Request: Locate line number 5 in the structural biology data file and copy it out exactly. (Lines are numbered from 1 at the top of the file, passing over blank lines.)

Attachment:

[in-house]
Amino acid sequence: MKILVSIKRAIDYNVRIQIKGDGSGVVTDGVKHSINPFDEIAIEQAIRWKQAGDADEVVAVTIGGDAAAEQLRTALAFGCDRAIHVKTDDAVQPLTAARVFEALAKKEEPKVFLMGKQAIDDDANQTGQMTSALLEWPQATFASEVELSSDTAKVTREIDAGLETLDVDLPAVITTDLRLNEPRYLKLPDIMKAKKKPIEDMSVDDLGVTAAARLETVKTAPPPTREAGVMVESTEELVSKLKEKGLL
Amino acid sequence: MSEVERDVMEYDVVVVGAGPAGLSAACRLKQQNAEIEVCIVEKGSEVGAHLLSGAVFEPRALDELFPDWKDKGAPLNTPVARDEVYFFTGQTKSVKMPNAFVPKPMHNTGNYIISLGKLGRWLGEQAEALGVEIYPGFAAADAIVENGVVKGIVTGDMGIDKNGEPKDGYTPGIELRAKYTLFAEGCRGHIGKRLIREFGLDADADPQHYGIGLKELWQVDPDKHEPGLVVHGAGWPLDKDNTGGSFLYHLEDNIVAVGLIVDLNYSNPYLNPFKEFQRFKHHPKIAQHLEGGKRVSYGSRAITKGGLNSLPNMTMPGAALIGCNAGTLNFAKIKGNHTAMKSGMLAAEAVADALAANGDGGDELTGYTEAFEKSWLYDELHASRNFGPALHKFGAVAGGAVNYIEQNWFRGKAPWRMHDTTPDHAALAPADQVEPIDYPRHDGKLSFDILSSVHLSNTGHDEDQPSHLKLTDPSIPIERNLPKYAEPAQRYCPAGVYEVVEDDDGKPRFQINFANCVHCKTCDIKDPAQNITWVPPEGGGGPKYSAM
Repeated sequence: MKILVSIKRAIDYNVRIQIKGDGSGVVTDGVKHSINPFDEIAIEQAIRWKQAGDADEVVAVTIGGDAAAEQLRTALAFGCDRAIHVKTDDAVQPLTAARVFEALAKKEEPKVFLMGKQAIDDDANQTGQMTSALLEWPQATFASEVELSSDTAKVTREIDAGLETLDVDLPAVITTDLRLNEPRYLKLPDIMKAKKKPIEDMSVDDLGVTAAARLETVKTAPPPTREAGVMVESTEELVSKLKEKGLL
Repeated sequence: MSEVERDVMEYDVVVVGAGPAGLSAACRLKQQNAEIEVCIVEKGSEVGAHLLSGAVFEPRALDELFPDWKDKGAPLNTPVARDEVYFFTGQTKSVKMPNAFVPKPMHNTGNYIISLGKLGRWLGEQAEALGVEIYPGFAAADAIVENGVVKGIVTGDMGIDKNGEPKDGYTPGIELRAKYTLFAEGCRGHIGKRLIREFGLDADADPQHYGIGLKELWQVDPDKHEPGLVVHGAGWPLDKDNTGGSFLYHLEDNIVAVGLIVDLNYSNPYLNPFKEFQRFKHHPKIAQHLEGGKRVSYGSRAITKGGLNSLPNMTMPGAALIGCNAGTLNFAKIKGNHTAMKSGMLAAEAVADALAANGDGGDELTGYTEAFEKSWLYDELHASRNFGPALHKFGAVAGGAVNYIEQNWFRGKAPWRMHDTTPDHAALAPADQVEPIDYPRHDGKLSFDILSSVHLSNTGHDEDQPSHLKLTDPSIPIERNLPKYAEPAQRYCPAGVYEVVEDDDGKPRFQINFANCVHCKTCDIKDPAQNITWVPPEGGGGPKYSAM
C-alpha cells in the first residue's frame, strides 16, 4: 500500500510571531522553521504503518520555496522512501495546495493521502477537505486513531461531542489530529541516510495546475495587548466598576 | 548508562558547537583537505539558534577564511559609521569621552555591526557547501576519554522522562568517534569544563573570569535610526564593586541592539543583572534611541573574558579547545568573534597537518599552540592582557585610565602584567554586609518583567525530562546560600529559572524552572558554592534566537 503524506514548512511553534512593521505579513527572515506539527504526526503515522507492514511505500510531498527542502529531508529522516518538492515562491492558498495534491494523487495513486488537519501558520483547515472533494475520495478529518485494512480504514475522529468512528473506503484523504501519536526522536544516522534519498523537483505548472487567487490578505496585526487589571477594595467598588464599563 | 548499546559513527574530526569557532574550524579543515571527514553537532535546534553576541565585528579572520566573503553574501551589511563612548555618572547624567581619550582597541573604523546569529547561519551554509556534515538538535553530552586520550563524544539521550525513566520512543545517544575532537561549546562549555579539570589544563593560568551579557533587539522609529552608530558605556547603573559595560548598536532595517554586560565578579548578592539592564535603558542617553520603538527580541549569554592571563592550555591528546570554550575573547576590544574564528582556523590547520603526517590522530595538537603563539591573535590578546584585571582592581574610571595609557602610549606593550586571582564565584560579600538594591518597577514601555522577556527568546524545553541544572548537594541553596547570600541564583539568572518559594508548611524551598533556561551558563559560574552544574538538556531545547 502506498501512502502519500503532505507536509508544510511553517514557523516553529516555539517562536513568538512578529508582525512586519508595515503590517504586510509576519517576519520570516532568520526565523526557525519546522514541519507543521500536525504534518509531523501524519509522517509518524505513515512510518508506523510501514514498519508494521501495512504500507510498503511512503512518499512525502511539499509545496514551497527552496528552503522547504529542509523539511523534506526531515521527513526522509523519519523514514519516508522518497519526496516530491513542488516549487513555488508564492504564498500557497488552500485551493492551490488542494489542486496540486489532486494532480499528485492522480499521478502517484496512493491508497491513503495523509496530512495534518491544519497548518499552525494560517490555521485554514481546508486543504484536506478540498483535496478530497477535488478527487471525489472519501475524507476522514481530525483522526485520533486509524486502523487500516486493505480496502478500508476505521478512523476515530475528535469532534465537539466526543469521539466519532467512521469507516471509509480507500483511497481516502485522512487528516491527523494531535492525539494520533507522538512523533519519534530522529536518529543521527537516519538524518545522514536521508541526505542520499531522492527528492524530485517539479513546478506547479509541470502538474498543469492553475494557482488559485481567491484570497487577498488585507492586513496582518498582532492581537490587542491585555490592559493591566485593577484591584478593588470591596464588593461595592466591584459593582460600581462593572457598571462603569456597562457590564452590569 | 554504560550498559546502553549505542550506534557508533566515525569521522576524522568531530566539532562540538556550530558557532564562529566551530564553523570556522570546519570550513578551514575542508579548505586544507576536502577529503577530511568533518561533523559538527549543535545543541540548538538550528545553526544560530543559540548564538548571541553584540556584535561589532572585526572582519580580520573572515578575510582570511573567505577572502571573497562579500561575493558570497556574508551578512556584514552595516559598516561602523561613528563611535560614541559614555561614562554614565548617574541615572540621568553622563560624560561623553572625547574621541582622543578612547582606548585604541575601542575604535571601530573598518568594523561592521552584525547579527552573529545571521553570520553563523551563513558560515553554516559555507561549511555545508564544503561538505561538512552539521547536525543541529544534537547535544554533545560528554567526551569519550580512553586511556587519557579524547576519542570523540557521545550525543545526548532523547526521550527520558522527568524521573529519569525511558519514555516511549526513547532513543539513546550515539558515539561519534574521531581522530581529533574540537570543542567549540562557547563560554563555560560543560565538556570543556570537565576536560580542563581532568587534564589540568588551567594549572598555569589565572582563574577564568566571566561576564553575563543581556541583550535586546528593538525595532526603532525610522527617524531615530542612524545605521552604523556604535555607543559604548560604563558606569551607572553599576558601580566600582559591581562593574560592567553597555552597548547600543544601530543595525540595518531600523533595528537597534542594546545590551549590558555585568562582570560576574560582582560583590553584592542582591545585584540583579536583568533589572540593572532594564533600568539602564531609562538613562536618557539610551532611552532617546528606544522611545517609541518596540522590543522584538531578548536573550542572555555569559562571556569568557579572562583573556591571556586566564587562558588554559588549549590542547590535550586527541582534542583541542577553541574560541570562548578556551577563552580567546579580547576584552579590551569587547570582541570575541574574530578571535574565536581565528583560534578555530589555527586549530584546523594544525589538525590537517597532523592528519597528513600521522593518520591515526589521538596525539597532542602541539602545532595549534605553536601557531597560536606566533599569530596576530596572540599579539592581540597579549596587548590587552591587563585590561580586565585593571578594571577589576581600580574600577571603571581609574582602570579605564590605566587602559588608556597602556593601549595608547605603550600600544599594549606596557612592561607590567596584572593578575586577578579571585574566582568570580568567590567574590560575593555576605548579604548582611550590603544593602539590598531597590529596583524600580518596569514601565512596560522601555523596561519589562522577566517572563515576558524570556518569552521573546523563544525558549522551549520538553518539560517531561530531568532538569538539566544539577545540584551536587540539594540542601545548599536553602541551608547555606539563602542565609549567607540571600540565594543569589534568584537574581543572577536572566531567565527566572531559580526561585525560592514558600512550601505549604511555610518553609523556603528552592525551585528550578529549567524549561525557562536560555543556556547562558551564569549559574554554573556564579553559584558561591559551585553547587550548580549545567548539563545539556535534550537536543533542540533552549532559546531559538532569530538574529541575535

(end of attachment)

Repeated sequence: MSEVERDVMEYDVVVVGAGPAGLSAACRLKQQNAEIEVCIVEKGSEVGAHLLSGAVFEPRALDELFPDWKDKGAPLNTPVARDEVYFFTGQTKSVKMPNAFVPKPMHNTGNYIISLGKLGRWLGEQAEALGVEIYPGFAAADAIVENGVVKGIVTGDMGIDKNGEPKDGYTPGIELRAKYTLFAEGCRGHIGKRLIREFGLDADADPQHYGIGLKELWQVDPDKHEPGLVVHGAGWPLDKDNTGGSFLYHLEDNIVAVGLIVDLNYSNPYLNPFKEFQRFKHHPKIAQHLEGGKRVSYGSRAITKGGLNSLPNMTMPGAALIGCNAGTLNFAKIKGNHTAMKSGMLAAEAVADALAANGDGGDELTGYTEAFEKSWLYDELHASRNFGPALHKFGAVAGGAVNYIEQNWFRGKAPWRMHDTTPDHAALAPADQVEPIDYPRHDGKLSFDILSSVHLSNTGHDEDQPSHLKLTDPSIPIERNLPKYAEPAQRYCPAGVYEVVEDDDGKPRFQINFANCVHCKTCDIKDPAQNITWVPPEGGGGPKYSAM